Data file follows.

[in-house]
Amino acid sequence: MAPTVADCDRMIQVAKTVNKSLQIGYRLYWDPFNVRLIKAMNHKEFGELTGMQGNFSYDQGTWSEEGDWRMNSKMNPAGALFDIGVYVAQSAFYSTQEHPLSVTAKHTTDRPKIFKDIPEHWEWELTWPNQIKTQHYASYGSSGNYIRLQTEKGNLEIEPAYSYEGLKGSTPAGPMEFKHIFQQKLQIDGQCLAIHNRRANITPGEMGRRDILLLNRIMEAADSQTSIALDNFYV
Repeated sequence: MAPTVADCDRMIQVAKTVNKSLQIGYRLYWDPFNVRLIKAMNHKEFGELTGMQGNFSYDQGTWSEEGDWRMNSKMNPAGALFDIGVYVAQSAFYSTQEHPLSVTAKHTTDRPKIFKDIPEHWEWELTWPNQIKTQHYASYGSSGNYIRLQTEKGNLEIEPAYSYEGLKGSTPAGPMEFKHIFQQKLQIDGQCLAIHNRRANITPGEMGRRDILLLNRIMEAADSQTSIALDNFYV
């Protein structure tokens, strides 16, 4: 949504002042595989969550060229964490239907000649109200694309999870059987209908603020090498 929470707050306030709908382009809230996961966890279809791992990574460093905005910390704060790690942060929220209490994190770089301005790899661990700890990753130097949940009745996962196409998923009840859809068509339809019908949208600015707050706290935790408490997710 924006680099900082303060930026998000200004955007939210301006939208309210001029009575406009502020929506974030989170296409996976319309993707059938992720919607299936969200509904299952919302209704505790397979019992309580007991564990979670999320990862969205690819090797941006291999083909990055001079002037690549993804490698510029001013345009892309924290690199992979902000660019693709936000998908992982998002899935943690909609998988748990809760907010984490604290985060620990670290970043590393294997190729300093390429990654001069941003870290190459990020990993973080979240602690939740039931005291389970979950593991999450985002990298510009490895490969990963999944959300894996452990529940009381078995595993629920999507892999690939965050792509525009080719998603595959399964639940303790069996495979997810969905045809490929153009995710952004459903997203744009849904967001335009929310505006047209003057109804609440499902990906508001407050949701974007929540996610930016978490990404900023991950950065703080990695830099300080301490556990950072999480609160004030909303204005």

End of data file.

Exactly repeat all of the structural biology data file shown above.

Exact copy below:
[in-house]
Amino acid sequence: MAPTVADCDRMIQVAKTVNKSLQIGYRLYWDPFNVRLIKAMNHKEFGELTGMQGNFSYDQGTWSEEGDWRMNSKMNPAGALFDIGVYVAQSAFYSTQEHPLSVTAKHTTDRPKIFKDIPEHWEWELTWPNQIKTQHYASYGSSGNYIRLQTEKGNLEIEPAYSYEGLKGSTPAGPMEFKHIFQQKLQIDGQCLAIHNRRANITPGEMGRRDILLLNRIMEAADSQTSIALDNFYV
Repeated sequence: MAPTVADCDRMIQVAKTVNKSLQIGYRLYWDPFNVRLIKAMNHKEFGELTGMQGNFSYDQGTWSEEGDWRMNSKMNPAGALFDIGVYVAQSAFYSTQEHPLSVTAKHTTDRPKIFKDIPEHWEWELTWPNQIKTQHYASYGSSGNYIRLQTEKGNLEIEPAYSYEGLKGSTPAGPMEFKHIFQQKLQIDGQCLAIHNRRANITPGEMGRRDILLLNRIMEAADSQTSIALDNFYV
């Protein structure tokens, strides 16, 4: 949504002042595989969550060229964490239907000649109200694309999870059987209908603020090498 929470707050306030709908382009809230996961966890279809791992990574460093905005910390704060790690942060929220209490994190770089301005790899661990700890990753130097949940009745996962196409998923009840859809068509339809019908949208600015707050706290935790408490997710 924006680099900082303060930026998000200004955007939210301006939208309210001029009575406009502020929506974030989170296409996976319309993707059938992720919607299936969200509904299952919302209704505790397979019992309580007991564990979670999320990862969205690819090797941006291999083909990055001079002037690549993804490698510029001013345009892309924290690199992979902000660019693709936000998908992982998002899935943690909609998988748990809760907010984490604290985060620990670290970043590393294997190729300093390429990654001069941003870290190459990020990993973080979240602690939740039931005291389970979950593991999450985002990298510009490895490969990963999944959300894996452990529940009381078995595993629920999507892999690939965050792509525009080719998603595959399964639940303790069996495979997810969905045809490929153009995710952004459903997203744009849904967001335009929310505006047209003057109804609440499902990906508001407050949701974007929540996610930016978490990404900023991950950065703080990695830099300080301490556990950072999480609160004030909303204005």